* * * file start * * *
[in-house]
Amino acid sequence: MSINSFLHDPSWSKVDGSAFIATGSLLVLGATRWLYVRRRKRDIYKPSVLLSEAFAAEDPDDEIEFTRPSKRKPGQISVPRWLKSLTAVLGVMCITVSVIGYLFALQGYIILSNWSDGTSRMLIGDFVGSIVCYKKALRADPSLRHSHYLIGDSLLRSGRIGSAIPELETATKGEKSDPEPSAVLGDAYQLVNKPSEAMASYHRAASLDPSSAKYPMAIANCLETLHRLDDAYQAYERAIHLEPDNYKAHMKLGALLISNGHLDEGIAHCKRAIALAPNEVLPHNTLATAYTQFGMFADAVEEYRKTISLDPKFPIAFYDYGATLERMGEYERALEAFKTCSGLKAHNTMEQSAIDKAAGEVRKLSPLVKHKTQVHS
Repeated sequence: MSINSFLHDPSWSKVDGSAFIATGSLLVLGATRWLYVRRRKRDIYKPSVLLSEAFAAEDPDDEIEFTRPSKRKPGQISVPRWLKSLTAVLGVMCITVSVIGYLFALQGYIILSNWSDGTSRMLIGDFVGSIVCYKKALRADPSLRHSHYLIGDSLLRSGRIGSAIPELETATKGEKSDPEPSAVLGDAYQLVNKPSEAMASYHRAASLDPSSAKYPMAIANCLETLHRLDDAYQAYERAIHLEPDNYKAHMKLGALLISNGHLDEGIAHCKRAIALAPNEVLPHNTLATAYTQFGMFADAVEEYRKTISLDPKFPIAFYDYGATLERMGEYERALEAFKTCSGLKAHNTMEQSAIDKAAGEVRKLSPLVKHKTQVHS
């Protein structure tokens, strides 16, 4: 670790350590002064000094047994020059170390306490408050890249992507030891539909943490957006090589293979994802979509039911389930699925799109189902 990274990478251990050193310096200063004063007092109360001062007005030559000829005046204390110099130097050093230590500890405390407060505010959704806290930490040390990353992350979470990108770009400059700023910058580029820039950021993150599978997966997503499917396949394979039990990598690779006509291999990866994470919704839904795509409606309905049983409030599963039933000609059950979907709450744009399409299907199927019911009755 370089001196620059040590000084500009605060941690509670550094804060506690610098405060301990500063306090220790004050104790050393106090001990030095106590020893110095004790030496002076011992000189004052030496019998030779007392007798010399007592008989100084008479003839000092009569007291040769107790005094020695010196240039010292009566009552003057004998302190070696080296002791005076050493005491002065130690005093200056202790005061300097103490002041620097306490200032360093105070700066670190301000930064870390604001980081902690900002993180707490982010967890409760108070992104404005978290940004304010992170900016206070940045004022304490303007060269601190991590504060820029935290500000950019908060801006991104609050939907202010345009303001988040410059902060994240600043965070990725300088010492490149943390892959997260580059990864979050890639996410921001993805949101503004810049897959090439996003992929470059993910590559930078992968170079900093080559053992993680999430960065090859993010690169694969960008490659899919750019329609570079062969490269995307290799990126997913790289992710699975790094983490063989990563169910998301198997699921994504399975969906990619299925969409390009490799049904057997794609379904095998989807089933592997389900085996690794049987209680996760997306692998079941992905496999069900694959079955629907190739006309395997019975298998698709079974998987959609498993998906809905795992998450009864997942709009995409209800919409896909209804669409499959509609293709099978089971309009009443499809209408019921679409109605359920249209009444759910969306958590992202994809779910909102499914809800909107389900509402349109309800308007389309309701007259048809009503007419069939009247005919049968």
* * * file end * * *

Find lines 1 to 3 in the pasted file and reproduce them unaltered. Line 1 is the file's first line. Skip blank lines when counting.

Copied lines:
[in-house]
Amino acid sequence: MSINSFLHDPSWSKVDGSAFIATGSLLVLGATRWLYVRRRKRDIYKPSVLLSEAFAAEDPDDEIEFTRPSKRKPGQISVPRWLKSLTAVLGVMCITVSVIGYLFALQGYIILSNWSDGTSRMLIGDFVGSIVCYKKALRADPSLRHSHYLIGDSLLRSGRIGSAIPELETATKGEKSDPEPSAVLGDAYQLVNKPSEAMASYHRAASLDPSSAKYPMAIANCLETLHRLDDAYQAYERAIHLEPDNYKAHMKLGALLISNGHLDEGIAHCKRAIALAPNEVLPHNTLATAYTQFGMFADAVEEYRKTISLDPKFPIAFYDYGATLERMGEYERALEAFKTCSGLKAHNTMEQSAIDKAAGEVRKLSPLVKHKTQVHS
Repeated sequence: MSINSFLHDPSWSKVDGSAFIATGSLLVLGATRWLYVRRRKRDIYKPSVLLSEAFAAEDPDDEIEFTRPSKRKPGQISVPRWLKSLTAVLGVMCITVSVIGYLFALQGYIILSNWSDGTSRMLIGDFVGSIVCYKKALRADPSLRHSHYLIGDSLLRSGRIGSAIPELETATKGEKSDPEPSAVLGDAYQLVNKPSEAMASYHRAASLDPSSAKYPMAIANCLETLHRLDDAYQAYERAIHLEPDNYKAHMKLGALLISNGHLDEGIAHCKRAIALAPNEVLPHNTLATAYTQFGMFADAVEEYRKTISLDPKFPIAFYDYGATLERMGEYERALEAFKTCSGLKAHNTMEQSAIDKAAGEVRKLSPLVKHKTQVHS